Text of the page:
Since every Heathen holds responsibility to hold cultus with their Gods, Ancestors, and/or vaettir, and likely does so in their own way, spiritual specialists probably do not look all that different from laypeople. Since anyone can approach with and work with various forms of spirit work, magic, and the like, whether that is seiðr, spá, galdr, Runework, etc., differentiating laypeople from spiritworkers from the outside looking in can be a challenge. Looking at the relationships folks hold within a community, to W/whom they hold obligations and duty, what work they do and for W/whom they do things are probably the biggest divides between a layperson and a spiritual specialist in Heathenry.

Patreon Song/Poem/Prayer 31 -For the Dökkálfar

If you want to submit a request for a prayer, poem, or song to be written to you privately or to be posted on this blog or my Patreon for a God, Ancestor, or spirit, sign up for the Ansuz and above level here on my Patreon. This prayer was requested by Elfwort for the Dökkálfar.

In shadows and the dark places

Beneath the ground

Beneath the counter of years

Wrapped in Nött’s embrace

Hrimfaxi’s hoofbeats overhead

Walls of earth and stone

The hearth warms

The hearth invites

Deep in the Worlds

Jörð’s bountiful body bears

Hidden pools and wells

The waters quench

The waters enliven

Niflheim’s melt flows

Flame and frost bring blessings below

Journey, sit out, and be prepared

Seek with care

Seek with respect

Good guests are treasured

At the hörgr, hóf, and heim

Patreon Topic 30: Álfablót

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From Elfwort comes this topic:

“For the topic can you talk about the Alfablot?”

I do not generally celebrate Alfablot myself, so the beginning of this is mostly going to be from the perspective of other folks and my reflections on it.

From TheLongship.net, a source I highly recommend, comes this:

Winter Nights (Vetrnætr), celebrated in modern times in mid-October. It is a three-day celebration of the harvest and includes both Dísablót, a sacrifice to honor the female ancestors, and Álfablót, a sacrifice to the god Freyr and the elves (male ancestors). Though Dísablót was a public celebration, according to Austrfararvísur, Álfablót was not celebrated communally but by families in the privacy of their homes. The Swedish holiday Disting, which is a modern incarnation of Dísablót, is celebrated in February instead of October.

Huginn’s Heathen Hof had this to say:

There’s not that much known about the pre-Christian Álfablót. It’s mentioned by the Norwegian skald Sigvatr Þórðarson in his Austrfararvísur – when he was travelling through the western part of what is now Sweden (close to where I live, actually) during autumn, he came upon several farms that would not let him in, which was a grave breach of protocol. They told him they were Heathen, celebrating Álfablót, and that they couldn’t let him in for fear of the wrath of Odin, but nothing else about the blót itself is revealed.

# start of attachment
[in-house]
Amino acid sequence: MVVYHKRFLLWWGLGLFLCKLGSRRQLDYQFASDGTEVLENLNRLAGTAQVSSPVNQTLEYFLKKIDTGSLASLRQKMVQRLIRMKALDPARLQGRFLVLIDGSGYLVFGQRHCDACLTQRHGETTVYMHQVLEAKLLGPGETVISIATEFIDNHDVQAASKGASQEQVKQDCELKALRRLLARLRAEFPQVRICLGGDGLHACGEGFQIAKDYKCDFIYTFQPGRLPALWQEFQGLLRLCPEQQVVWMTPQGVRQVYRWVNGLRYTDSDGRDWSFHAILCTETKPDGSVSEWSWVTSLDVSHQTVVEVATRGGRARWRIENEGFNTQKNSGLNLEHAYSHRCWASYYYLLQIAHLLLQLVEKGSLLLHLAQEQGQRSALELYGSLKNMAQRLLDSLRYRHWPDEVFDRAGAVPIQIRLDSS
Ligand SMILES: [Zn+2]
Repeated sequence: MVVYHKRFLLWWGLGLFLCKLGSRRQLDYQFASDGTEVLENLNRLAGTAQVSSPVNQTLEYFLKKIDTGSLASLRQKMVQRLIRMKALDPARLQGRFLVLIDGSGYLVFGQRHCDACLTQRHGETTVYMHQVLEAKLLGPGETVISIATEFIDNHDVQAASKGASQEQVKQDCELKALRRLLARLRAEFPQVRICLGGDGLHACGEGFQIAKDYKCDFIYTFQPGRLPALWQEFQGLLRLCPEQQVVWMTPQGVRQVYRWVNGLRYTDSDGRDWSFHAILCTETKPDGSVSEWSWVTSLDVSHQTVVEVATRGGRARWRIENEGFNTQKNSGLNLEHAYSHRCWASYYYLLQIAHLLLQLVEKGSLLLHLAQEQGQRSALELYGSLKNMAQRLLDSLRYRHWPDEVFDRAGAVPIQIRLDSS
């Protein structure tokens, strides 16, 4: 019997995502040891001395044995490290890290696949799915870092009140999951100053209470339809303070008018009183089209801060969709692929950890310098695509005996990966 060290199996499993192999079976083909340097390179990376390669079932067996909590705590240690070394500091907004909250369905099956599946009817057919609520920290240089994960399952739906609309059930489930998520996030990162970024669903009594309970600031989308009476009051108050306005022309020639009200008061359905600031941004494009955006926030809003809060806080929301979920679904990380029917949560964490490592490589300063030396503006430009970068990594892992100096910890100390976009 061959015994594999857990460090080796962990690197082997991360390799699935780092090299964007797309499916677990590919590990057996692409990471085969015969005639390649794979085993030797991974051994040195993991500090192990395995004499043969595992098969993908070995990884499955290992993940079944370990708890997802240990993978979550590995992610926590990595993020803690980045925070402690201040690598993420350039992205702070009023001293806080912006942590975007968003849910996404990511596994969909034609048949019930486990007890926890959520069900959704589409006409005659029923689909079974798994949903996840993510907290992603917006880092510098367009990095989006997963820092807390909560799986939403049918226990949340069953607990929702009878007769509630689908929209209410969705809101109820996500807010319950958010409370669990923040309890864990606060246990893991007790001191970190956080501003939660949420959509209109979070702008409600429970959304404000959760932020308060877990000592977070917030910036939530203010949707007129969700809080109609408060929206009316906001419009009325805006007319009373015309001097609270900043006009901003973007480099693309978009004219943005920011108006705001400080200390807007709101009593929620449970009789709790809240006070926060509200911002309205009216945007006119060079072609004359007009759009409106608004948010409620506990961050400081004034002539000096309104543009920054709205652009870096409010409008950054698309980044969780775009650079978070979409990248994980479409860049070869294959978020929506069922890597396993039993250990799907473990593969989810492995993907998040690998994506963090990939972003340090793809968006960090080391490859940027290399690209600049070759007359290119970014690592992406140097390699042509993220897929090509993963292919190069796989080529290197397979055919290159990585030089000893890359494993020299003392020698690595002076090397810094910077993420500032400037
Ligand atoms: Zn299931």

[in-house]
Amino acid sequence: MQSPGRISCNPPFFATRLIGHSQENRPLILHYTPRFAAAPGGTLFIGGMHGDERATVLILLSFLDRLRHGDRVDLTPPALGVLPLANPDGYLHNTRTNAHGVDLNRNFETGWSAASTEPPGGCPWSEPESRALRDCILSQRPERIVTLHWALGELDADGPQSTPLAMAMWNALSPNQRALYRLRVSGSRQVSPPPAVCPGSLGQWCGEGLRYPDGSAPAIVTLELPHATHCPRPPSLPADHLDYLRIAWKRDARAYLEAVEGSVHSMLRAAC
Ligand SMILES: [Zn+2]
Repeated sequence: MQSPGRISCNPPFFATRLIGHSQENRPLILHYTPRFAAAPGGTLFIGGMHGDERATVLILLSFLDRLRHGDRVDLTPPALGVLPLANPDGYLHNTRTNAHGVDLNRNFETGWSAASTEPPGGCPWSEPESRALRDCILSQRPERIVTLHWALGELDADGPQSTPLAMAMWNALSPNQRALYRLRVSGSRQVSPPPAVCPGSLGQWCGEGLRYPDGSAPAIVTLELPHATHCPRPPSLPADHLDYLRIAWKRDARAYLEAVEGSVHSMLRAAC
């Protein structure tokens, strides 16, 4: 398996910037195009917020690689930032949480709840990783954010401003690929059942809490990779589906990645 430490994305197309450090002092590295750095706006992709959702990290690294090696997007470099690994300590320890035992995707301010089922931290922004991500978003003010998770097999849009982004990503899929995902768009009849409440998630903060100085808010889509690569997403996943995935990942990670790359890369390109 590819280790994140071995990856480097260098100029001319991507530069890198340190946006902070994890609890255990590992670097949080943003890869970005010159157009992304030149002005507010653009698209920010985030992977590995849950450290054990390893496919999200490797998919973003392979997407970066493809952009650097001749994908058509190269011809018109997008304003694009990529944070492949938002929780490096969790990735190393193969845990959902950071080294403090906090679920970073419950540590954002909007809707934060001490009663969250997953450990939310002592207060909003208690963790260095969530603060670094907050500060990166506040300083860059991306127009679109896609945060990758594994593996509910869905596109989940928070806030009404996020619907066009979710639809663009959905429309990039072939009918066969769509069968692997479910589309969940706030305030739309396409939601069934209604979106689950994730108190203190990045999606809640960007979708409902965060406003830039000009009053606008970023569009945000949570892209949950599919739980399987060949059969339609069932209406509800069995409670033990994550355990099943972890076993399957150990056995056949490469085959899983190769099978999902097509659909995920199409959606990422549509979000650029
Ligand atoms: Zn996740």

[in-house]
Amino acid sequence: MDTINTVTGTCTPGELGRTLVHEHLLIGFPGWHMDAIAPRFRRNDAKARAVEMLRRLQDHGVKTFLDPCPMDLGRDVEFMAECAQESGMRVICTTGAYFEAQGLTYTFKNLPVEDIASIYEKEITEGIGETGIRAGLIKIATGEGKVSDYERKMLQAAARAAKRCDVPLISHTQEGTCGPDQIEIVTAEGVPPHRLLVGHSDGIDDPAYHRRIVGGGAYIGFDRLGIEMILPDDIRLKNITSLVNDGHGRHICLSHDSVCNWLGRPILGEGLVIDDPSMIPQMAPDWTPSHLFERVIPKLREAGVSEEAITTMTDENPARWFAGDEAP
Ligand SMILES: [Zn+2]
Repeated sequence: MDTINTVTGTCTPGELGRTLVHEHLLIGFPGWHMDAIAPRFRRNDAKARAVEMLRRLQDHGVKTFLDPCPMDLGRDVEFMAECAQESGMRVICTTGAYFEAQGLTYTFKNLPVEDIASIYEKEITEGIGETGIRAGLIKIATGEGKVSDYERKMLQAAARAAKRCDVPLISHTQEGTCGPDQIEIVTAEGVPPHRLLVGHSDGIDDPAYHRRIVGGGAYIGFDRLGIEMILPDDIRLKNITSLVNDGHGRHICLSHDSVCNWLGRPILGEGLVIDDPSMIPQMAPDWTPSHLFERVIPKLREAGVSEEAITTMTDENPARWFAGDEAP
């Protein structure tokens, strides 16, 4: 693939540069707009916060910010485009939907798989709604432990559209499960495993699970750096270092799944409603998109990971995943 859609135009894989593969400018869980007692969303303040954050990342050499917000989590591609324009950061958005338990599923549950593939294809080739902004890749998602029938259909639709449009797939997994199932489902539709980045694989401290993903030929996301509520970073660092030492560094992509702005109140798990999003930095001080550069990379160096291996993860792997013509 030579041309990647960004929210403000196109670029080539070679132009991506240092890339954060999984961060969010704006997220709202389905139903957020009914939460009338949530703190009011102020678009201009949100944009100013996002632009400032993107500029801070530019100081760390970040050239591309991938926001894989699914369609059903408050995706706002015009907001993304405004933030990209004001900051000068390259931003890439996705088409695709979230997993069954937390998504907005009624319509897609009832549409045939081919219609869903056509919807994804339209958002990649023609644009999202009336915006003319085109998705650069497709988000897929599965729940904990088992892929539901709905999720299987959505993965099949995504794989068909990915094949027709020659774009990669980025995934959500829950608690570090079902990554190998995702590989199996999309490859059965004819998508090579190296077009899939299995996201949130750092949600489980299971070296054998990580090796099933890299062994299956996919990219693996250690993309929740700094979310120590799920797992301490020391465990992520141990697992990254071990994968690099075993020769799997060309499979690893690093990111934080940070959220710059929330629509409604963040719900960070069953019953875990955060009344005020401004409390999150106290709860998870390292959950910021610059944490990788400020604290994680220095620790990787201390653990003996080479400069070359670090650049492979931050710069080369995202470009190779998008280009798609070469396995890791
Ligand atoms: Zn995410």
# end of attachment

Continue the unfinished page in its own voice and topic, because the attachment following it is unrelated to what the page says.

…Sometimes connections are drawn to the blót in Vǫlsa þáttr, since it’s described as occurring during autumn. The elves, disir, Odin and Frey are all mentioned in connection with the autumn blót, and there are arguments for this being a festival of the dead. Not the least because of a perceived association between elves and ancestors – elves live in mounds, such as people would be buried in, and how Olaf Gudrødsson upon his death came to be revered as a local deity called Olaf Geirstad-elf. British historian Ronald Hutton, however, has argued that festivals of the dead were celebrated between March and May in european pre-Christian religions and that neither the celtic Samhain nor the norse festivals celebrated at this time of the year would be that.

What to make of all this? As I do not see the Álfar as human or our male Dead, it does not make much sense to me to celebrate it as a festival to that end. We celebrate Vetrnætr, or Winternights, around this time of year. For those that do see the Álfar this way it makes sense to celebrate in this way around this time of year.

I am going to pivot from talking about Álfablót to holidays in general, since there is not much more I can add about it. It may not make sense for folks without a connection to the Álfar to celebrate this blót. This is equally true for any of the holidays one could celebrate as a Heathen. Why?

We exist in relationship with our Gods, Ancestors, and vaettir. With the interaction between these groups of spiritual Beings it may not make sense with regards to our local environment to celebrate Vetrnætr around the last week of October into November, or to celebrate it at all if it starts getting colder/snowy at a different time. This is where the metal of reconstruction as a method meets us in the work of revival. We can and should work with the Ginnreginn to develop our holy cycles. Does it make sense for your local ecosystem to incorporate winter rituals when it is still summer or fall weather?

We need to deeply think about what we are doing, and especially why we are doing it. That is not to say we need to ignore practical questions of ‘can I get this time off?’ and ‘can I do this ritual in a meangful way now?’ We need to get to questions like ‘What function would this ritual have served then, and what function does it serve now?’ We also need to be open to the idea that when we discard a holiday that it may be that another one is waiting for us that better fits the season, the timing, and/or our relationships with the Ginnreginn. We also need to be open to the idea that certrain holidays will not work for us.

Starting now and opening ourselves to living in sync with our local environment together with our Ginnreginn, we can develop our own meaningful holidays and calendars that fit into our right relationships as we live them now. So, if a given holiday or a whole calendar does not work for you, explore that a bit. Maybe another region’s sacred days are better suited to your environment. The landvaettir may have ideas on how to live well with Them in celebrating Their cycles. The Gods may have new celebration cycles They want to start where you are. The Ancestors may want a different cycle of holidays for Them based in the land where you are rather than where They were. Explore, research, ask, divine, and make choices on how you will celebrate throughout the year. When changes need to be made, whether for reasons of environment, schedule, or the input of the Ginnreginn, then make them. Our practices do not need to look the same for all of us to be authentically Heathen.